36 Decriminalizing Trade unions 1799 Act to prevent Unlawful Combinations of Workmen prohibited trade unions and collective bargaining, and drove the labor organizations underground 1825 Combination Act allowed trade unions but made unlawful any pressure for wage increases or change of working hours 1871 Trade Union Act made them legal except for picketing.

37 Free trade Edmund Burke, debate on the prohibition on the export of grain, 1770: "There are no such things as a high, & a low price that is encouraging, & discouraging; there is nothing but a natural price, which grain brings at an universal market.“ "The laws of commerce are the laws of Nature, and therefore the laws of God."

38 Corn laws Protectionists landowners heavily represented in Parliament maximized their profits by keeping high import duties for grain. Thomas Malthus: it would be dangerous for Britain to rely on imported corn because lower prices would reduce laborers' wages and decrease purchasing power of landlords and farmers. Free trade new class of manufacturers and industrialists underrepresented in Parliament wishing to maximize profits by reducing the wages of factory workers (men could not work in the factories if a factory wage was not enough to feed them and their families)

39 Anti-Corn Law League founded in Manchester in 1838, world’s first and greatest industrial town with high percentage of factory workers disadvantaged by the Corn Laws. Its leader Richard Cobden convinced tory prime minister Peel to abolish the law in 1846, causing a split in the party and his resignation.

40 Manchesterism Manchester School made economic liberalism the basis for government policy, believing that free trade would lead to a more equitable society, making essential products available to all. Main idea: freedom of contract (without government restrictions), freedom of the press and separation of church and state will lead to peaceful relations among nations.

41 Manchester (city status in 1854)

42 Manufacturing metropolis Population of Manchester Year Traditional political capitals YearLondonBerlinMoscow

43 Social disintegration Friedrich Engels, The Condition of the Working Class in England, 1844: Manchester slums - heavily populated, with no city planning and poor infrastructure due to free trade ideology, causing infectious diseases and higher death-rates for workers and children than in the countryside (Manchester completed its sewage system only at the beginning of 20 th century)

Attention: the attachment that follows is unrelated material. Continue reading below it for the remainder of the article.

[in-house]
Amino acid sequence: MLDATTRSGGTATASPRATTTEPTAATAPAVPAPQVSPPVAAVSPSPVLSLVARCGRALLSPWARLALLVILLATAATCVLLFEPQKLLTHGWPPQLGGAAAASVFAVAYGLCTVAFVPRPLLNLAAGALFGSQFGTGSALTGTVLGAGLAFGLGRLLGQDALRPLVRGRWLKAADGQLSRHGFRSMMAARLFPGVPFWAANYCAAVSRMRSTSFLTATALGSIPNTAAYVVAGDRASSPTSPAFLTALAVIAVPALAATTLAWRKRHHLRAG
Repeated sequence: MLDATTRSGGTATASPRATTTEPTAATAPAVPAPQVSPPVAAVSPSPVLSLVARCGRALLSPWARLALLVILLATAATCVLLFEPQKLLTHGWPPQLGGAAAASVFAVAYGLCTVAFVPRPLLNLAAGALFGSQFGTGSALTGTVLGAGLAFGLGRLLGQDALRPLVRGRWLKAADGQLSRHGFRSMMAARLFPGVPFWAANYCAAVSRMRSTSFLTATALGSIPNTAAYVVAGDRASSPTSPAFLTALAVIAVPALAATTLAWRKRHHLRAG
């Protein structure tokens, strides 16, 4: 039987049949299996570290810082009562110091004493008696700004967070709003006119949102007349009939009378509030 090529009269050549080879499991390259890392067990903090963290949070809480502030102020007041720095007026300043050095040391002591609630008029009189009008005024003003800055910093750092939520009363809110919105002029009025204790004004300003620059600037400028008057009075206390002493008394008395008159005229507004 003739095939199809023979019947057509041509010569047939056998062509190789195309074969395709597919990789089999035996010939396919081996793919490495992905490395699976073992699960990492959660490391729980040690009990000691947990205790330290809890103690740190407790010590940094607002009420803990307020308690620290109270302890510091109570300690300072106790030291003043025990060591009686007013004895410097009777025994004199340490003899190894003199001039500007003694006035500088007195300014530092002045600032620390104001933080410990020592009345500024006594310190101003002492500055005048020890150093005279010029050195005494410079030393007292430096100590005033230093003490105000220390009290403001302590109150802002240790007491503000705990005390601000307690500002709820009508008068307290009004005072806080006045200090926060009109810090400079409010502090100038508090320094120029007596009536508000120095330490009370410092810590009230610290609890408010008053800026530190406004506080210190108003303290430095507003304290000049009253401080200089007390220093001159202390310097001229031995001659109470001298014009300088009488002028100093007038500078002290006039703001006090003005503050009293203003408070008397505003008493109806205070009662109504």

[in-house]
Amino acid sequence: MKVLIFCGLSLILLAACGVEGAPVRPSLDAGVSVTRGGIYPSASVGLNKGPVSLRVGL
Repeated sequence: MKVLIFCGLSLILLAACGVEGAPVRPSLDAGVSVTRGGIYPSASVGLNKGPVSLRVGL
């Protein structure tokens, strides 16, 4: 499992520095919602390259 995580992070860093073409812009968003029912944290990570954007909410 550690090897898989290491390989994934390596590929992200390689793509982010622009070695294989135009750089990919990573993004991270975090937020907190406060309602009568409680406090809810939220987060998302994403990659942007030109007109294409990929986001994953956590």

44 Anti-Manchesterism Engels: “While the conditions of existence of Germany's proletariat have not assumed the form that they have in England, we nevertheless have, at bottom, the same social order, which sooner or later must necessarily reach the same degree of acuteness, unless the intelligence of the nation brings about in time the adoption of measures that will provide a new basis for the whole social system”.

45 Urbanization in 19 th and 20 th century YearEuropeEnglandFranceGermanyRussia/ Soviet Union percentage of the population living in centers with more than 5,000 inhabitants

46 Permanent civil service 1855: First parliamentary committee on the efficiency of the civil service, due to the chaotic conduct of the Crimean War (first "technological War" and the first to be followed by the press). The aim of the reform: to divide the technical officials from the political. Since 1870, recruitment by competitive examinations, no longer by political patronage (family ties, clients, party, local basis).

47 Universal and secret suffrage Second Reform Act: doubling the number of voters (from 1.5 to 3 million) and more equitable redistribution between the city (underrepresented) and country Ballot Act: Inclusion of employees compels the adoption of the secret ballot Third Reform Act: the right to vote, as obtained in 1867 in the cities, is extended to the counties. 60% of males has the right to vote.